According to the LMUD staff plan, the upgrades would be funded through federal and state stimulus funding and by the energy developers themselves.

PG&E also would have to upgrade or rebuild 19 miles of transmission lines from Westwood to the Caribou Substation to handle the increased transmission.

According to the LMUD plan, the new transmission lines would hang on new 90-foot poles within the LMUD's existing right of way. When installed, 15 feet of the pole would be underground, and they would rise to a height of 75 feet.

Fulce described the poles, which could be constructed from metal or laminated wood, as "ornamental towers."

Due to their height, the new poles require a 60-foot right of way and LMUD may have to acquire additional rights for the portions of the right of way.

Renewable energy's important future

In November 2008, California Governor Arnold Schwarzenegger signed an executive order requiring both investor-owned and municipal utility districts to provide 33 percent of their energy from qualifying renewable energy sources by 2020. Several bills are currently working their way through the California legislature to enact the governor's executive order.

Schwarzenegger said the state's increasing investment in renewable energy will "help us fight climate change while driving our state's green economy."

Luhring said LMUD could enter into a power purchase agreement with one or more of these developers and meet the state mandate.

While green power is more expensive than other power, Luhring said LMUD's usage is small enough the district can afford to purchase the higher priced power.

Even though the purchase price of the power would be higher, Luhring said the district would not have to pay the tariff and wheeling charges to bring the power to its customers.

Director Richard Vial noted that without the tariff, the green power would cost about as much as the power the district now purchases.

Vial asked Luhring if there were any disadvantages to the proposed project.

"I can't think of any," Luhring said.

According to the proposal, LMUD would be the lead agency for the Environmental Impact Report and the California Environmental Quality Act reviews.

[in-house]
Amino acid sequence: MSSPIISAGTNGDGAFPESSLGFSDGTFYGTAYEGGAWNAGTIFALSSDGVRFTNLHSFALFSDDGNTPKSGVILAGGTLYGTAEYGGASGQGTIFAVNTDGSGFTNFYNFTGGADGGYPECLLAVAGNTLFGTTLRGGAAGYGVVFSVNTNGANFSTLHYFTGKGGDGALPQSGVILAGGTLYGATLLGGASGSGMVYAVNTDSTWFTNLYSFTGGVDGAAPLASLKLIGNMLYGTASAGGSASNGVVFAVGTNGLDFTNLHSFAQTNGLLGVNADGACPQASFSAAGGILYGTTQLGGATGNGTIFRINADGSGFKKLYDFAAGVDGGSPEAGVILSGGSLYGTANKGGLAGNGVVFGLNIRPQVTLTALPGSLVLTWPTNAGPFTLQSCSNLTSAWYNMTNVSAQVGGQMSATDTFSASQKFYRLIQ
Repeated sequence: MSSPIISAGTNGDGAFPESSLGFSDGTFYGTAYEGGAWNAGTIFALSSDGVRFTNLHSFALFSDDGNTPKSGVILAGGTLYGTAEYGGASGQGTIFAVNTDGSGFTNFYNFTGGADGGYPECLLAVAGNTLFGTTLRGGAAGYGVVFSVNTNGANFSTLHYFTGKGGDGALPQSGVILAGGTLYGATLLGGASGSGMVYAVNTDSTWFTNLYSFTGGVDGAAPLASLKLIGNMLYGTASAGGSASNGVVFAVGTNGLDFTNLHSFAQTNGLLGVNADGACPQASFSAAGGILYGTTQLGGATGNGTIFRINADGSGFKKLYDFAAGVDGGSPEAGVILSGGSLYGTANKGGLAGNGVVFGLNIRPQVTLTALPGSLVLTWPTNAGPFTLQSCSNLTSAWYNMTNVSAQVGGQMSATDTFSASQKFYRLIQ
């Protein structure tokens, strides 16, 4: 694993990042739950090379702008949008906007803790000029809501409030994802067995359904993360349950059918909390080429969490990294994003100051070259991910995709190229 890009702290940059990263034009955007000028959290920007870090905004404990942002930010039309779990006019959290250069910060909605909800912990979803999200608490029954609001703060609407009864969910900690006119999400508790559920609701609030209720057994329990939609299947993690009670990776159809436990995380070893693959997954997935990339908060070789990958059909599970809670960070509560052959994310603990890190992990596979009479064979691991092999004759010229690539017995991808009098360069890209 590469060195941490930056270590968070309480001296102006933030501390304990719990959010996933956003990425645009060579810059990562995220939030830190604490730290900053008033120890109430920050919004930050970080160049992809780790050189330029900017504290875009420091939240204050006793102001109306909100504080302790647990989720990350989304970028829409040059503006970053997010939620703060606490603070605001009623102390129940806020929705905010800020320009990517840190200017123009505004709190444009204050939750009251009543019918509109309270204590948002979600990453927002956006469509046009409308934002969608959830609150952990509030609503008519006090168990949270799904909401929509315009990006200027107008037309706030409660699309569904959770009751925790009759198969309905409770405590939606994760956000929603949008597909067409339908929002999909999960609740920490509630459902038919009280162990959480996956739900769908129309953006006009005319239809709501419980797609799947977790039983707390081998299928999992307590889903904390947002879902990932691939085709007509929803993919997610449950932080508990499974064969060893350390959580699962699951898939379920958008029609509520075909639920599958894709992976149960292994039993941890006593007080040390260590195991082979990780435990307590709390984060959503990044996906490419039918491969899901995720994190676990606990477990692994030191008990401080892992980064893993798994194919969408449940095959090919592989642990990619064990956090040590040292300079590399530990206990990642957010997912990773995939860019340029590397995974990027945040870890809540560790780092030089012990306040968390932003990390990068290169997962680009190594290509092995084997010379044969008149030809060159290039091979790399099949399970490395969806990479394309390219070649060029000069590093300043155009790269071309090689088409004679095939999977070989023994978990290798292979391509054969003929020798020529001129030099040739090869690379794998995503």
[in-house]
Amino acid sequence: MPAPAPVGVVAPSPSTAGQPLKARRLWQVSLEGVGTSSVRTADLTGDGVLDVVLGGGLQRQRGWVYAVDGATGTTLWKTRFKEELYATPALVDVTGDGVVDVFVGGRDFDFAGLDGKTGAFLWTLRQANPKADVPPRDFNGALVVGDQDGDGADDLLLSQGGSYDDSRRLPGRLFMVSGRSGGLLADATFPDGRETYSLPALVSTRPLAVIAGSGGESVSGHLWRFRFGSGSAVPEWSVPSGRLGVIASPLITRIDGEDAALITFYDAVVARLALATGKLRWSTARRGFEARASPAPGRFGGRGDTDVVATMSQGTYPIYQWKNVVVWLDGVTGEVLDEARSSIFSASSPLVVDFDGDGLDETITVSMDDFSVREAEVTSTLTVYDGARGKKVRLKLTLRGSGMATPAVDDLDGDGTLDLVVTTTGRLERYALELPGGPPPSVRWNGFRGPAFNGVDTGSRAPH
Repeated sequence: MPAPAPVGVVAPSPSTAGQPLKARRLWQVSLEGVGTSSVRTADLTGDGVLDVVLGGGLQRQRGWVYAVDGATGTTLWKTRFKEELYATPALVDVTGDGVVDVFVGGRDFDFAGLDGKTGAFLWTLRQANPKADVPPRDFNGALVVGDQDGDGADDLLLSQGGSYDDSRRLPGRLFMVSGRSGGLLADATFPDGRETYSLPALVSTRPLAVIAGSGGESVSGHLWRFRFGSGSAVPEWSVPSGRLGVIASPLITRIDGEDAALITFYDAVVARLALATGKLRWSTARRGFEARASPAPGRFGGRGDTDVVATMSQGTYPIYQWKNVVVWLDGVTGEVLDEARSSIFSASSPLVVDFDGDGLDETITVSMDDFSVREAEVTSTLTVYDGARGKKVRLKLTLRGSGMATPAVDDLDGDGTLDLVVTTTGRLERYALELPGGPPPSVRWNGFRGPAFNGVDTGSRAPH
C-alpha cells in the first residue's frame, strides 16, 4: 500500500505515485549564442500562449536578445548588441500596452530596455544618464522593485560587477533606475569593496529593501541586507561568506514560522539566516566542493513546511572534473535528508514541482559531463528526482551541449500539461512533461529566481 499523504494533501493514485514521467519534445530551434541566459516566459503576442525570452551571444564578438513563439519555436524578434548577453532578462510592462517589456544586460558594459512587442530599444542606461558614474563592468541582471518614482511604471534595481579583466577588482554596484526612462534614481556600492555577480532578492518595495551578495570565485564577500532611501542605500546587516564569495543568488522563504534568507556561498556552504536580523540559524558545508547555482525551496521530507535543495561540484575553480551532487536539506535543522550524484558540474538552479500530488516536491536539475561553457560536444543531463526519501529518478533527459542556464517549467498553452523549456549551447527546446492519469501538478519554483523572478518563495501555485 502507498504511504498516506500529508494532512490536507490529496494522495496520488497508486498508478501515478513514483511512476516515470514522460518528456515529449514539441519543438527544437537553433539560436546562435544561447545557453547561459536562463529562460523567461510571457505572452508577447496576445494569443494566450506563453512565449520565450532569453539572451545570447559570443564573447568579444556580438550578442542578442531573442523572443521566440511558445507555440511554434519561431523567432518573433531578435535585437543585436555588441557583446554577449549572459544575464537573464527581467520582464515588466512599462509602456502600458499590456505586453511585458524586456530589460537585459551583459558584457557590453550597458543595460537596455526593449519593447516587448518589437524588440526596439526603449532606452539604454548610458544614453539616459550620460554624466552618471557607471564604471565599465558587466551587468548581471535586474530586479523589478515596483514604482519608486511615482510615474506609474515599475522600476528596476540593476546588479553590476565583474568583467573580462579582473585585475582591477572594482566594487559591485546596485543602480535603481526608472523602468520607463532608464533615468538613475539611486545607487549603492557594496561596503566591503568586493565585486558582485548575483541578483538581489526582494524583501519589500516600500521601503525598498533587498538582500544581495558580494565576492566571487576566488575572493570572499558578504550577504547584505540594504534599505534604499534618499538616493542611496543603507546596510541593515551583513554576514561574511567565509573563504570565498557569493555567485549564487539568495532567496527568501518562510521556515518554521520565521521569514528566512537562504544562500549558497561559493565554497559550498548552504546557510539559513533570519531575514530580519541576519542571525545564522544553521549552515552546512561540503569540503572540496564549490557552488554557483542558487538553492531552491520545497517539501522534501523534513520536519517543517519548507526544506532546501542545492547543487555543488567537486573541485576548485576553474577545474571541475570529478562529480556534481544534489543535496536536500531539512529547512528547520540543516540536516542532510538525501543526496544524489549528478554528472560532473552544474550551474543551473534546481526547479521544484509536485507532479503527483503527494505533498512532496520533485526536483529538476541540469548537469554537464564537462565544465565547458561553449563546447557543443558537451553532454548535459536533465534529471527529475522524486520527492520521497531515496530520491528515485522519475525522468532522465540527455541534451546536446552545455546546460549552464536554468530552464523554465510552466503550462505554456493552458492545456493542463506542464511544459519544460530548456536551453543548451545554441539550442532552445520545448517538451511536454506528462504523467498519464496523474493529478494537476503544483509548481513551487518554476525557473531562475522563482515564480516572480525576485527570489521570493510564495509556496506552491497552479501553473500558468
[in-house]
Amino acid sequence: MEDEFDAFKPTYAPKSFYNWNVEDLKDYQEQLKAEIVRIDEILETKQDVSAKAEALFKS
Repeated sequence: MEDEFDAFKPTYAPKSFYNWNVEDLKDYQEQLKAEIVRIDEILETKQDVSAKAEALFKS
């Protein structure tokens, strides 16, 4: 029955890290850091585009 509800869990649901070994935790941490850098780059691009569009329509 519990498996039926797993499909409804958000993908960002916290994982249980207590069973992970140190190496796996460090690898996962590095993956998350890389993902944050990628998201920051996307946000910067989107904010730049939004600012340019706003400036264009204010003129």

Board President Fred Nagel said the environmental reviews could be costly. He also suggested the district seek the county's support for the project.

Director Wayne Langston questioned the need for green energy when some scientists claim we're actually in a period of global cooling, not global warming.

Nagel reminded Langston the use of green energy is required by law, and LMUD will need to comply or face stiff fines in the future.

Langston said the district's east-west transmission was important, but he didn't care about the source of the power.

"I don't care if it's renewable or if it's coal," Langston said. "If it gets the power that way (over the mountains to the west), the state of California is going to need it."

Luhring said completing the LMUD project would lessen the strain on other transmission lines in the state and everyone would benefit.

"I'm very excited about the project," said Director Bud Bowden. "I think it's the right thing to do."

What's in it for LMUD customers?

According to the LMUD presentation, the benefits to LMUD's customers include:

Increases in reliability for LMUD's system;

Revenues (wheeling charges) to help LMUD stabilize its rates;

Stable rates (energy costs, important for businesses — both existing and those looking to relocate);

Large potential for renewable energy development; and

Construction jobs (both for transmission line and generation plants.



Copyright 2009 Westwood PinePress, Westwood, California. All Rights Reserved. This content, including derivations, may not be stored or distributed in any manner, disseminated, published, broadcast, rewritten or reproduced without express, written consent from SmallTownPapers, Inc.

Original Publication Date: September 30, 2009